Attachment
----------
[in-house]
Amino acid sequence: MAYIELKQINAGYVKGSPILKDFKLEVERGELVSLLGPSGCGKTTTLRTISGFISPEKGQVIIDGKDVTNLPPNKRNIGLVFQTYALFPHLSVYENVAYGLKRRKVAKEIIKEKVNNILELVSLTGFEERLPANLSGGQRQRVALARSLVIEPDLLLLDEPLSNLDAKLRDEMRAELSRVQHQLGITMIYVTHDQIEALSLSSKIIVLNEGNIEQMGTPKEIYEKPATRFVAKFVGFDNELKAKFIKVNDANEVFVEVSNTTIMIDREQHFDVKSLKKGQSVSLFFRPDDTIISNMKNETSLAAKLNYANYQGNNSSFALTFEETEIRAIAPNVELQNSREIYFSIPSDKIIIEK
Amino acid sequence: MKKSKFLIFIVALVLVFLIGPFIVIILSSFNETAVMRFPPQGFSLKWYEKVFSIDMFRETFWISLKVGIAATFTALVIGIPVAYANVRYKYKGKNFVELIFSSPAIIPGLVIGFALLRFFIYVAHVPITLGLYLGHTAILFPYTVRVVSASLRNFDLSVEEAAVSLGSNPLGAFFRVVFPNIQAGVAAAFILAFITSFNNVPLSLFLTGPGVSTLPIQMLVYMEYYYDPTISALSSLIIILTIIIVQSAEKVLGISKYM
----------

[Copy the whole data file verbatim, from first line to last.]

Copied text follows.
[in-house]
Amino acid sequence: MAYIELKQINAGYVKGSPILKDFKLEVERGELVSLLGPSGCGKTTTLRTISGFISPEKGQVIIDGKDVTNLPPNKRNIGLVFQTYALFPHLSVYENVAYGLKRRKVAKEIIKEKVNNILELVSLTGFEERLPANLSGGQRQRVALARSLVIEPDLLLLDEPLSNLDAKLRDEMRAELSRVQHQLGITMIYVTHDQIEALSLSSKIIVLNEGNIEQMGTPKEIYEKPATRFVAKFVGFDNELKAKFIKVNDANEVFVEVSNTTIMIDREQHFDVKSLKKGQSVSLFFRPDDTIISNMKNETSLAAKLNYANYQGNNSSFALTFEETEIRAIAPNVELQNSREIYFSIPSDKIIIEK
Amino acid sequence: MKKSKFLIFIVALVLVFLIGPFIVIILSSFNETAVMRFPPQGFSLKWYEKVFSIDMFRETFWISLKVGIAATFTALVIGIPVAYANVRYKYKGKNFVELIFSSPAIIPGLVIGFALLRFFIYVAHVPITLGLYLGHTAILFPYTVRVVSASLRNFDLSVEEAAVSLGSNPLGAFFRVVFPNIQAGVAAAFILAFITSFNNVPLSLFLTGPGVSTLPIQMLVYMEYYYDPTISALSSLIIILTIIIVQSAEKVLGISKYM